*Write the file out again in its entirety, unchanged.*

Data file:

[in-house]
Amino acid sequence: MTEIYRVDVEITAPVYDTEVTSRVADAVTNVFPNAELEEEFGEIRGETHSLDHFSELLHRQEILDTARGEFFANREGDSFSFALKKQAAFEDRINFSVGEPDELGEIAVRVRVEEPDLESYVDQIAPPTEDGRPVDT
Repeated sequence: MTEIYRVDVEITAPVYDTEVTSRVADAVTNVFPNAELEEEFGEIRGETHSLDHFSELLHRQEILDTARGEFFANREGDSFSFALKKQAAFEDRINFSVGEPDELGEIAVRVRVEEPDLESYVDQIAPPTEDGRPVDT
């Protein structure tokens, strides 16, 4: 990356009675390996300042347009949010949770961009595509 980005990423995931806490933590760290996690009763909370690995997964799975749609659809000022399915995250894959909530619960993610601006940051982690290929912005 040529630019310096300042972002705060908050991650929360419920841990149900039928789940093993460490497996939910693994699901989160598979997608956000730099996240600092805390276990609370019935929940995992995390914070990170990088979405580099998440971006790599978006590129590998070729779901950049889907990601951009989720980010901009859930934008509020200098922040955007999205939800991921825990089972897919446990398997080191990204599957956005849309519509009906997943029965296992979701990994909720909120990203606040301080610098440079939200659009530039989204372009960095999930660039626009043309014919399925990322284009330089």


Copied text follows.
[in-house]
Amino acid sequence: MTEIYRVDVEITAPVYDTEVTSRVADAVTNVFPNAELEEEFGEIRGETHSLDHFSELLHRQEILDTARGEFFANREGDSFSFALKKQAAFEDRINFSVGEPDELGEIAVRVRVEEPDLESYVDQIAPPTEDGRPVDT
Repeated sequence: MTEIYRVDVEITAPVYDTEVTSRVADAVTNVFPNAELEEEFGEIRGETHSLDHFSELLHRQEILDTARGEFFANREGDSFSFALKKQAAFEDRINFSVGEPDELGEIAVRVRVEEPDLESYVDQIAPPTEDGRPVDT
């Protein structure tokens, strides 16, 4: 990356009675390996300042347009949010949770961009595509 980005990423995931806490933590760290996690009763909370690995997964799975749609659809000022399915995250894959909530619960993610601006940051982690290929912005 040529630019310096300042972002705060908050991650929360419920841990149900039928789940093993460490497996939910693994699901989160598979997608956000730099996240600092805390276990609370019935929940995992995390914070990170990088979405580099998440971006790599978006590129590998070729779901950049889907990601951009989720980010901009859930934008509020200098922040955007999205939800991921825990089972897919446990398997080191990204599957956005849309519509009906997943029965296992979701990994909720909120990203606040301080610098440079939200659009530039989204372009960095999930660039626009043309014919399925990322284009330089």